As I looked on, a young white-tailed buck repeatedly walked in circles. It was hunting season, and I was keen to fill my deer tag, but the animal was clearly afflicted with some ailment. I decided to shoot the buck and take the remains to my local wildlife management office in case it had a disease or parasite they should know about. As it turned out, the deer had a cranial abscess, likely the result of cracking its skull from sparring with another buck. Cleaning or eating it, therefore, would have posed no risk to me, but it pays to be certain.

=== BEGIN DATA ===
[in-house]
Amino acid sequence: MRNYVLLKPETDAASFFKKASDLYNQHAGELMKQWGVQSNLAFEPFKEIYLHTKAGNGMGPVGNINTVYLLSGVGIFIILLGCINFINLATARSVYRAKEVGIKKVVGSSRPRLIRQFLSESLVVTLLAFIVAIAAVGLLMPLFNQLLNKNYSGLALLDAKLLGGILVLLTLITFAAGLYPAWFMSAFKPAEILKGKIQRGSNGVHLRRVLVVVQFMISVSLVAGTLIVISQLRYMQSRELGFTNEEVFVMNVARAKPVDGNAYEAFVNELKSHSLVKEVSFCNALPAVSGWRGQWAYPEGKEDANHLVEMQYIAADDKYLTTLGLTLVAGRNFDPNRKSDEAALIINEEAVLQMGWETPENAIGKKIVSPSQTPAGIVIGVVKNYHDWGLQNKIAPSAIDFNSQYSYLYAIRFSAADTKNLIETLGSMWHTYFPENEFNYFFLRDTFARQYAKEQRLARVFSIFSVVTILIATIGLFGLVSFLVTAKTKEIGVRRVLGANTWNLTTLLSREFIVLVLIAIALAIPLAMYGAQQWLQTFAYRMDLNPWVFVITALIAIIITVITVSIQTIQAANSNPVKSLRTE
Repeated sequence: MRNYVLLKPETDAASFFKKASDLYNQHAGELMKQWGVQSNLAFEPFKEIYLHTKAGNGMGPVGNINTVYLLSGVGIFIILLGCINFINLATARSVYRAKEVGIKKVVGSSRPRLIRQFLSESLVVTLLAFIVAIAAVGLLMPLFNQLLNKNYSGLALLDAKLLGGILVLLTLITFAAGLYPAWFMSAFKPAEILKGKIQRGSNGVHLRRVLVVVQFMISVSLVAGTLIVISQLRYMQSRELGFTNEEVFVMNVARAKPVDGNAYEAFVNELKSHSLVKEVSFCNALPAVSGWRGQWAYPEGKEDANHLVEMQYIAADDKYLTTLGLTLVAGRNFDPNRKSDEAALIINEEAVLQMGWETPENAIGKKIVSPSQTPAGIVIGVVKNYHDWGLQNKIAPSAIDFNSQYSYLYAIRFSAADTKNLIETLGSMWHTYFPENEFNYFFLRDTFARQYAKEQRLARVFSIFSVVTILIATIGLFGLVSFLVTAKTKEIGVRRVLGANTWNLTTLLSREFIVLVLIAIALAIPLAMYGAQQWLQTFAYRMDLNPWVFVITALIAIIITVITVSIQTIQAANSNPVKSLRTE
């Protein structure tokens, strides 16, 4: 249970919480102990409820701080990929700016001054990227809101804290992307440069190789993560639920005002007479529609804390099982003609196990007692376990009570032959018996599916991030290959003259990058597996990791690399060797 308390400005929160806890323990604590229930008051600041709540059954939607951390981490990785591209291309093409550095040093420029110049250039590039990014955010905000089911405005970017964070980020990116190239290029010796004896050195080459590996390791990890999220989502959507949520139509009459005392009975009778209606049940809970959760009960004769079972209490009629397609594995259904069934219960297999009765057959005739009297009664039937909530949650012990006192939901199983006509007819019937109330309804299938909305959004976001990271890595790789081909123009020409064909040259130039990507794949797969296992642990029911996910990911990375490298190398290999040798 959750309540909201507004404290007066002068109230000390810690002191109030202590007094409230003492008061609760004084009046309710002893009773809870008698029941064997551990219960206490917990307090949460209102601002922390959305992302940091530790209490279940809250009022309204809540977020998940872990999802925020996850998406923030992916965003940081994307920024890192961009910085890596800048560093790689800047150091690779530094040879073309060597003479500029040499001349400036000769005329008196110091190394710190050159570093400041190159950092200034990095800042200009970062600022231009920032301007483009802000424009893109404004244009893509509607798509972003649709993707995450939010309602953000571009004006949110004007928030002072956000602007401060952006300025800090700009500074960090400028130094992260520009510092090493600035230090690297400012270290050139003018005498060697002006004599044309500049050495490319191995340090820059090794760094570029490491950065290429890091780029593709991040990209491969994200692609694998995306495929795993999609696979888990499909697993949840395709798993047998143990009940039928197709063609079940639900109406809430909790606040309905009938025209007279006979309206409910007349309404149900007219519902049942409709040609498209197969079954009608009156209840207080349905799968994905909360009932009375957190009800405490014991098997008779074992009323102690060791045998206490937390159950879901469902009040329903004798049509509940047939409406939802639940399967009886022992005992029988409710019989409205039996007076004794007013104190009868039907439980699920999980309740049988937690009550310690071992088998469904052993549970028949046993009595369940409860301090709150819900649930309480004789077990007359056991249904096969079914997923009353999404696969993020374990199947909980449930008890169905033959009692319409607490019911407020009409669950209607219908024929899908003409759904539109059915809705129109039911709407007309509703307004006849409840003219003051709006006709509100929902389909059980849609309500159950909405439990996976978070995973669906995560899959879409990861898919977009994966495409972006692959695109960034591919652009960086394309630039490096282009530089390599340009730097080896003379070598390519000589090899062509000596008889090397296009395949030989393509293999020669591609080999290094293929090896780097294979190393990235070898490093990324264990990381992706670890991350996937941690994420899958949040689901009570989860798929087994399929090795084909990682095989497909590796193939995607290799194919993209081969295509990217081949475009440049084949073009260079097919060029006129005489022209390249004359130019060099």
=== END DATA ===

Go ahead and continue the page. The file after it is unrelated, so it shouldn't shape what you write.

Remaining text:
Wildlife are susceptible to a wide variety of parasites, diseases and injuries, and hunters sometimes find the signs of these afflictions when cleaning harvested game. And when that happens, they often discard the meat, fearing it will make them sick. So says Margo Pybus, wildlife disease specialist for Alberta’s Fish and Wildlife Division.
More often than not, however, such fears are unfounded. According to Pybus, few common wildlife diseases, parasites or injuries pose any health risk to humans. So to avoid wasting that precious game meat—and to protect yourself—it’s worth having a better understanding of the potential ailments.